The College of William and Mary: Humanities Academic Boot Camp (Virtual)

The above dates are tentative and subject to change.

Apply now to be part of our free humanities academic boot camp for service members and veterans in partnership with The College of William and Mary!

This week-long humanities academic boot camp prepares service members and veterans for the challenges and rigor of humanities or liberal arts bachelor’s degree programs. Using the topic of American democracy to guide discussions and assignments, veterans and service members will learn foundational skills to help them succeed with their transition from the military to higher education.

During the week, students are taught by professors from our partner college and mentored by peers who have completed the program and have successfully transitioned to college.

The above dates are tentative and subject to change.

Apply now to be part of our free humanities academic boot camp for service members and veterans in partnership with Fayetteville State University!

This week-long humanities academic boot camp prepares service members and veterans for the challenges and rigor of humanities or liberal arts bachelor’s degree programs. Using the topic of American democracy to guide discussions and assignments, veterans and service members will learn foundational skills to help them succeed with their transition from the military to higher education.

During the week, students are taught by professors from our partner college and mentored by peers who have completed the program and have successfully transitioned to college.

The College of William and Mary was founded in 1693 and is a public research university. It is the only higher education in America that received its charter exclusively from the Crown under the Seal of the Privy Council. According to the school’s website, three U.S. Presidents received their education from the school: James Monroe, Thomas Jefferson, and John Tyler. The student-to-faculty ratio is one of the lowest in the nation at 12:1. This is the first year WSP has partnered with The College of William and Mary.

Location: Williamsburg, VA

Mascot: Griffin

School Colors: Green, Gold, and Silver

Admissions Link

Student Veteran Resources

Apply now to attend WSP at The College of William and Mary

Princeton University Cohort

What was your educational experience prior to WSP? Would you consider yourself a confident student?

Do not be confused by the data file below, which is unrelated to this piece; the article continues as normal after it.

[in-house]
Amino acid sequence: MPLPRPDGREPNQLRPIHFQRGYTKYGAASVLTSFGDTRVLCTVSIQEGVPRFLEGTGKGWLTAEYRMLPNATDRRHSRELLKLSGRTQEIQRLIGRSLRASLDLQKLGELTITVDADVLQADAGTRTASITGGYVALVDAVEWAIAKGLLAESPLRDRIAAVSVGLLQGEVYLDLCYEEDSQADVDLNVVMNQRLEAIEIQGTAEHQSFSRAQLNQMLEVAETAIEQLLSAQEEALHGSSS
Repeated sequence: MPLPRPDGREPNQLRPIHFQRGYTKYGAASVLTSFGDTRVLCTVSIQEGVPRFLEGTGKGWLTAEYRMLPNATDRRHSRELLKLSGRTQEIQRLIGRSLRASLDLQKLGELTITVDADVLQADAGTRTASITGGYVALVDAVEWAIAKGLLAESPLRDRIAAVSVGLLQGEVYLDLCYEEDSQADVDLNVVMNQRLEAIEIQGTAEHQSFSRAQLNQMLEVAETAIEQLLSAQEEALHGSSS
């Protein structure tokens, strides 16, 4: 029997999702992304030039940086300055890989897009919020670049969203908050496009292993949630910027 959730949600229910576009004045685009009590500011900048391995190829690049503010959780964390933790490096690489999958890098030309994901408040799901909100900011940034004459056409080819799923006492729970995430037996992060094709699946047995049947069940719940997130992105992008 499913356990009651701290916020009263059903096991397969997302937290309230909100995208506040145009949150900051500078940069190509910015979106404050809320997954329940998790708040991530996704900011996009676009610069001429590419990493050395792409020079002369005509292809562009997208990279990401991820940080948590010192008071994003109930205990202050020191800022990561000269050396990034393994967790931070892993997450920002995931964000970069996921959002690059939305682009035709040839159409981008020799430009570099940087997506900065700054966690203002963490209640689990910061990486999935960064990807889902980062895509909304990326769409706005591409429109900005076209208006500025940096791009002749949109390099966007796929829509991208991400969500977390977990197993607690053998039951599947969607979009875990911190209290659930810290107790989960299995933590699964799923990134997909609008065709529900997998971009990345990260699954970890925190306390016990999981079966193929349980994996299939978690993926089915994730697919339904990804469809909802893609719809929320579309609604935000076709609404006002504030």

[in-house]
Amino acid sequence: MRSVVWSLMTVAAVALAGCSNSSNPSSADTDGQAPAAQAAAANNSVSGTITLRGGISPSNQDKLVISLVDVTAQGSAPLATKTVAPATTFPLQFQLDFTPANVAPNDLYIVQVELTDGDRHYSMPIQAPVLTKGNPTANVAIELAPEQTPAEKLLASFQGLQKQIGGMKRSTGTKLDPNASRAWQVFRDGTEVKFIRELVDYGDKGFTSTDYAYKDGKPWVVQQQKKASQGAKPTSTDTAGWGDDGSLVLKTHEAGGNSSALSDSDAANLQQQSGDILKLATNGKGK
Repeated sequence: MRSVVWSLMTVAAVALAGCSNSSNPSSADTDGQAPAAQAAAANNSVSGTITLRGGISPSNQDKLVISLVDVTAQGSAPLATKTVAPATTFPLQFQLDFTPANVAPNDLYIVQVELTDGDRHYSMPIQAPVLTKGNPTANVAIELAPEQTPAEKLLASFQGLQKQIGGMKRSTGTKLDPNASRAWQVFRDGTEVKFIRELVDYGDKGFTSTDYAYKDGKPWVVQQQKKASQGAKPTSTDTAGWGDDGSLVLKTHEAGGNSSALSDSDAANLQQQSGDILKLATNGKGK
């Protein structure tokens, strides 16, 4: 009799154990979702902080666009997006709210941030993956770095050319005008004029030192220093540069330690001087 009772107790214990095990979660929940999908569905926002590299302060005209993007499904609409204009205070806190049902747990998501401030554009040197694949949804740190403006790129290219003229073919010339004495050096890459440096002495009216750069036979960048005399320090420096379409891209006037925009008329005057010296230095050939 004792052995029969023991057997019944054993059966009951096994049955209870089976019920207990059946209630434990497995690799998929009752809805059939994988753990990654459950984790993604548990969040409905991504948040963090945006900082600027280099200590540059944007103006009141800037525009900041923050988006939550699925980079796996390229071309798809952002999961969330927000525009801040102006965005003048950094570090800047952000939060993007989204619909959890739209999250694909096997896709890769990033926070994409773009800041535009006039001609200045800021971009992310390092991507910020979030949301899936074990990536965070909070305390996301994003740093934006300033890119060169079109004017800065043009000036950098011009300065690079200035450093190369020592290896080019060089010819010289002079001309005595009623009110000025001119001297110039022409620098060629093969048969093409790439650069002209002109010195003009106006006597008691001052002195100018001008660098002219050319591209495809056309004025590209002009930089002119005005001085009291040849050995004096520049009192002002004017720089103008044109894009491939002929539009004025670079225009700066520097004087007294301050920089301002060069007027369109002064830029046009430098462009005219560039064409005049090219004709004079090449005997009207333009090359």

I used to be a confident student, maybe too confident because I never did homework but still managed to get decent grades. After encountering a suicide-vehicle-borne IED in 2006 while in Afghanistan, I found learning to be a challenge. I struggled with comprehension, retention, and memory issues. In the years since I had to relearn how to learn, and that’s one of the main reasons I wanted to join WSP. I knew that if I could make it through the week-long intensives, I would be more confident about returning to school full-time.

Had you participated in any sort of virtual learning before? If so, how does your WSP experience compare to that?

The WSP virtual experience was great considering it was virtual! The fellows and professors were so organized and everything was streamlined. They had whiteboards, scratch pads, and being able to share screens was key! The use of Google Drive, Zoom, and the various tools made everything easier.

Why were you excited to participate in WSP?

I love learning and I looked forward to spending time with other veterans who have the same goals and dreams. I knew we’d all connect easily, and develop a support network to cheer us on throughout our educational pursuits.

What have you learned so far that you think will be helpful as you pursue your degree?

The biggest thing I learned was that despite everything I’ve forgotten and all of the learning issues I’ve struggled with since my TBI, I can take classes I thought were impossible for me like Physics and higher-level math. I know how much effort I need to put in but even better than that, I know how to leverage the school’s resources to work smarter and be successful. My STEM week at Princeton was very challenging but thanks to the WSP fellows who never gave up on me when I wanted to, the experience helped me find my confidence. . . and that is priceless.